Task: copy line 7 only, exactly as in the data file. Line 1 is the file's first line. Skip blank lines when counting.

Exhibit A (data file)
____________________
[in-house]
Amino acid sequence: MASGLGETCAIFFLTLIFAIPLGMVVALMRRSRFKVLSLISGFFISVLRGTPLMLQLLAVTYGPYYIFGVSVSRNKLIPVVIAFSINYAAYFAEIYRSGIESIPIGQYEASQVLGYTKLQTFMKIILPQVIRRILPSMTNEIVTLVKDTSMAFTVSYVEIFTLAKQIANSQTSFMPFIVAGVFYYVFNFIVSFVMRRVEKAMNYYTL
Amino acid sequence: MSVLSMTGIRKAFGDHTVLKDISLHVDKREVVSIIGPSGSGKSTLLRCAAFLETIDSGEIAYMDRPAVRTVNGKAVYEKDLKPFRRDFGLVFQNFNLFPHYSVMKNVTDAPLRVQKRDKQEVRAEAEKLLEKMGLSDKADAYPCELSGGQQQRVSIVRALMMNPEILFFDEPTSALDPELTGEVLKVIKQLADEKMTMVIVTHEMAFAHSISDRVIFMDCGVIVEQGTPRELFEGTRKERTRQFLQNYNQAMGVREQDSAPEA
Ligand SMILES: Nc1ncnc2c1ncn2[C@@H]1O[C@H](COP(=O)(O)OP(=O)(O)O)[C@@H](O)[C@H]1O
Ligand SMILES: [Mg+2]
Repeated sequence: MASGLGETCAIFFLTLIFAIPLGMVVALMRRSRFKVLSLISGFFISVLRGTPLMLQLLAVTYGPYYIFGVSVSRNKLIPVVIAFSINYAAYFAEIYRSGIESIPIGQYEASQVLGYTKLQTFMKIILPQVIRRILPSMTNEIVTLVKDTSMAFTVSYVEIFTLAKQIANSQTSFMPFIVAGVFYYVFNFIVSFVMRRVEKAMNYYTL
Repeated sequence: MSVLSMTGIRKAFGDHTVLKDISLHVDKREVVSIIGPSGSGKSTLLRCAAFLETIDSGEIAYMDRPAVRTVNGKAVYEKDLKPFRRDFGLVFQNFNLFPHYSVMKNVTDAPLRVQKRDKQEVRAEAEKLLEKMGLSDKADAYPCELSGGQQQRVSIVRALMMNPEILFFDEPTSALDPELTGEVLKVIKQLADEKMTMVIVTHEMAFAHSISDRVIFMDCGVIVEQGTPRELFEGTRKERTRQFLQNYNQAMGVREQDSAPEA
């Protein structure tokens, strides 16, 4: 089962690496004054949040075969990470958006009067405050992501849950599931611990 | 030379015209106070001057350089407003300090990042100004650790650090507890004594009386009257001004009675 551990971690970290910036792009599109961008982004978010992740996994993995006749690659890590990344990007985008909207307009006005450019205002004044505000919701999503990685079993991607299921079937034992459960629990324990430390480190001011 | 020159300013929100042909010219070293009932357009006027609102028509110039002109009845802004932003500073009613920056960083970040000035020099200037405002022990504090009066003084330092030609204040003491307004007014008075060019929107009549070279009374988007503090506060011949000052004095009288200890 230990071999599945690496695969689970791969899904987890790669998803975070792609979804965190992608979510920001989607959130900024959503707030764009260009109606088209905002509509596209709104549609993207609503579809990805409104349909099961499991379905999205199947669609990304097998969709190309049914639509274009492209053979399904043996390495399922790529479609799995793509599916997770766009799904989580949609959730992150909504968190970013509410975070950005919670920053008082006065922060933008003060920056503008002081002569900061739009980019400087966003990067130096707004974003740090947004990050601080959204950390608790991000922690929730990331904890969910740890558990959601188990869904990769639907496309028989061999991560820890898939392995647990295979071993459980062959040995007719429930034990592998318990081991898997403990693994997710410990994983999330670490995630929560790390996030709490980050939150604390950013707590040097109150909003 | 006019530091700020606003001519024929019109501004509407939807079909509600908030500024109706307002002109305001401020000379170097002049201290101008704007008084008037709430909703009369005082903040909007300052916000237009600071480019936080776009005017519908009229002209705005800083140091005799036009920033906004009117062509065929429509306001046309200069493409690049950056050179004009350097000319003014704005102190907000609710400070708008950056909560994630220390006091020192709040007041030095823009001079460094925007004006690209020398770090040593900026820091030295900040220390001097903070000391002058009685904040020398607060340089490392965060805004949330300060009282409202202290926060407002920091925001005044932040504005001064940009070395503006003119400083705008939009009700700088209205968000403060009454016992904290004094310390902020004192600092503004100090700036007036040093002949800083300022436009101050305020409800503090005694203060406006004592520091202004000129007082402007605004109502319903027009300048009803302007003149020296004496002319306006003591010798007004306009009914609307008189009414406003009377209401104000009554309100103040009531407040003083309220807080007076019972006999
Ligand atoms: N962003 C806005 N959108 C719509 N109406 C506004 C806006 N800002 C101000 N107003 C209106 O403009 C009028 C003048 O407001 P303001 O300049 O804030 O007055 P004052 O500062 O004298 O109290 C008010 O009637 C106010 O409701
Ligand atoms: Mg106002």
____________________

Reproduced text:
Repeated sequence: MSVLSMTGIRKAFGDHTVLKDISLHVDKREVVSIIGPSGSGKSTLLRCAAFLETIDSGEIAYMDRPAVRTVNGKAVYEKDLKPFRRDFGLVFQNFNLFPHYSVMKNVTDAPLRVQKRDKQEVRAEAEKLLEKMGLSDKADAYPCELSGGQQQRVSIVRALMMNPEILFFDEPTSALDPELTGEVLKVIKQLADEKMTMVIVTHEMAFAHSISDRVIFMDCGVIVEQGTPRELFEGTRKERTRQFLQNYNQAMGVREQDSAPEA